So.Weiss: Happiness For A Moment: Release Information
[Tracks] [Info] [Press] [Media Resources] [Order CD]
Release Date: 10.10.2008
TT Catalogue No: 4519
So Weiss – Happiness For A Moment
Moments of happiness are fleeting: Disillusionment, or the threat of impending routine often lies lurking in even the most promising of beginnings. It is exactly this transience of beautiful experiences that makes them so precious – and their absence so painful. For times like these, Berlin’s jazz-pop trio “So Weiss” (So White) has found skeptical hope, wistful memories, and the hard-earned self-assurance of musical analogies that go straight to the heart.
Reduced to vocals (Kristiina Tuomi), clarinet/saxophone (Susanne Folk), and
contrabass (Roland Fidezius) for the most part, So Weiss’s
melodic songs have much more in common with Celtic ballads, French chansons or
romantic poems set to classical music than with Broadway classics.
On So Weiss’s second album, Happiness For A Moment (the debut Hunter/Dancer was also released by Traumton in 2006), the existential crises portrayed - („I’ve Got It All“, „Drifting Off“), betrayals of trust („After All This“) and communication breakdowns („Silent“) - don’t automatically rule out a light-footed feel and rhythm. All these songs are based on the golden rules for sophisticated pop songs, songs that – and this is the constant indicator here – function especially well with a minimal cast. Besides a feeling for diversified arrangements, this naturally requires aptly accomplished musicians; in the case of So Weiss we are talking about a band schooled in jazz, a banc whose members play with numerous internationally performing formations (Kenosha Kid, Odd Shot, and Tuomi, among others), and who, in the course of their still young careers, received valuable lessons from the likes of such luminaries as Maria Schneider, Steve Coleman, Frank Möbus, Greg Osby and Kenny Wheeler.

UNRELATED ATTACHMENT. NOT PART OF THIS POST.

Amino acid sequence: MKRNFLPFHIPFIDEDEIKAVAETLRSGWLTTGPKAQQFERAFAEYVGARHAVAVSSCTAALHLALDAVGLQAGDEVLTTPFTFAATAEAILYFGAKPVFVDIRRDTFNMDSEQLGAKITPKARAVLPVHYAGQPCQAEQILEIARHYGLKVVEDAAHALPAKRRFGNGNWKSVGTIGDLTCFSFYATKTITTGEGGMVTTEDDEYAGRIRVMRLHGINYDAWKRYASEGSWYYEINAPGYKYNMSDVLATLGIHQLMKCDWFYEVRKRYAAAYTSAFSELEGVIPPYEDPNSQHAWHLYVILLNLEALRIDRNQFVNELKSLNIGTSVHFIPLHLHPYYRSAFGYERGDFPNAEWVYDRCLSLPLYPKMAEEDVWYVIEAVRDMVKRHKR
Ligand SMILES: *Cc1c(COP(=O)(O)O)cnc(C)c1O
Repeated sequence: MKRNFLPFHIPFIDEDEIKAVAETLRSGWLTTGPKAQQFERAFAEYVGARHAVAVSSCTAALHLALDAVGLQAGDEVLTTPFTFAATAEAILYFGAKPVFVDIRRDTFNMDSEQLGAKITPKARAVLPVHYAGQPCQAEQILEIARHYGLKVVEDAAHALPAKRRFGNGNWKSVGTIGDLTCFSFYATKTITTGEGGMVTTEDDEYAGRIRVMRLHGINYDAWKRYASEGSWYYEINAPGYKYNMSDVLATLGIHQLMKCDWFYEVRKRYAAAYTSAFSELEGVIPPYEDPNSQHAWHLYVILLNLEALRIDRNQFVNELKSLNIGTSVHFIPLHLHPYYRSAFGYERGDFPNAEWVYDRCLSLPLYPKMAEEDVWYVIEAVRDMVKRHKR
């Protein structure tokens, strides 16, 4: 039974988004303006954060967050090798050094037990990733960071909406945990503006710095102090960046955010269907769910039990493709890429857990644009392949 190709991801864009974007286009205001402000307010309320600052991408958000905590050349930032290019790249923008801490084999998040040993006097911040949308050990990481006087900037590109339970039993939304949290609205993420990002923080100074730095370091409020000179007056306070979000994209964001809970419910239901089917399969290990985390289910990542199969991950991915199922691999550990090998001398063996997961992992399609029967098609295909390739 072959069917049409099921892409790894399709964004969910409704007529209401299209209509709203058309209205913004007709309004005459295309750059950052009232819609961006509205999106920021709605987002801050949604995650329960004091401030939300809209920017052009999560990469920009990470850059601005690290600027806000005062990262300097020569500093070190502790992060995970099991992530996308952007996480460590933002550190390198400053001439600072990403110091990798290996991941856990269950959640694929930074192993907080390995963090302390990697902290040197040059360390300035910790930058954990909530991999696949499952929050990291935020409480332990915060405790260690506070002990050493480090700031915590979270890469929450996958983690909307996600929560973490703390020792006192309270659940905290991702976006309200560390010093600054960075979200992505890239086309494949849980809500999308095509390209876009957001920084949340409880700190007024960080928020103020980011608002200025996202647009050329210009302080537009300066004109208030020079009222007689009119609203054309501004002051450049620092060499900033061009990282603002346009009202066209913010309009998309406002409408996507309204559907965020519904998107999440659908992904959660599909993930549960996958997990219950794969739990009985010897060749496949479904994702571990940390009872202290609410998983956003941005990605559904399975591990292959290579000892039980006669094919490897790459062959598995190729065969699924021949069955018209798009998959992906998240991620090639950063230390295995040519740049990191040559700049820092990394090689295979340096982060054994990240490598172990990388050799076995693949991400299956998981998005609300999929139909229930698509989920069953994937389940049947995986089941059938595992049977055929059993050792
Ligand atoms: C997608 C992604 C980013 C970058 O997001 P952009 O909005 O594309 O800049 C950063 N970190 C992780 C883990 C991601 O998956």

Each individual voice gets its own space in every one of the thirteen songs on Happiness For A Moment: they react to and compliment each other, at times in unison, or carefully rounded out by additional instruments (accordion - Tino Derado, percussion - Ketan Bhatti) – always with the transparency the respective song needs.
Unlike the forerunner album, Hunter/Dancer, this time Susanne Folk’s own lyrics outnumber the lyrical adaptations. Still, five adaptations of English (Ben Johnson, Sir Thomas Wyatt, John Keats), Irish (W.B. Yeats), and American (Robert Frost) poets make it clear that Susanne Folk still has much inspiration to thank the old poetry anthologies for, even if she expresses this much differently in her music as she does with her own lyrics.
While Yeats’ „White Birds“ and Frost’s „My November Guest“ are based on running melodies, and very much live from the atmosphere (including contrabass-generated gull cries and madrigal-like choruses), Susanne Folk uses the effective elements of dramatic pop songs in her ballad trilogy towards the middle of the album. The title song consists of one verse that asks the same question, three times in varying intensity, if the happiness felt at the moment is just a temporary feeling or if everything could turn out quite differently. Kristiina Tuomis vocals come into their own here, showing emotional facets that range from a first fragile self-assuredness to an incredible questioning that escalates to downright pleading.
„Silent“ then astounds us with abrupt tempo and arrangement changes (the harmonic accordion and clarinet intro makes an instantaneous change into vocals and bass) appropriately expressing the protagonist’s mood swings when she doesn’t know how to interpret her lover’s reticence. And „The End Of Me“ marks the progression of a forsaken lover’s feelings in three different melodic parts: The uncomprehending accusations („I guess you didn’t realize that you were half of me“) are followed by a wistful retrospect that finally ends up with the narrator offering the leftover half to her ex-partner because she doesn’t know what to do with it -„You can take it all with you when you go away“ - a deeply sad but tender to the last good-bye refrain that could have fit well on Sting’s Soul Cages Album. Contrary to what the titles of bestselling books on relationships claim, it is often members of both sex who “love too much”, and with “Happiness For a Moment”, So Weiss have created a work full of gripping intensity and cathartic power with a long-term effect you can depend on.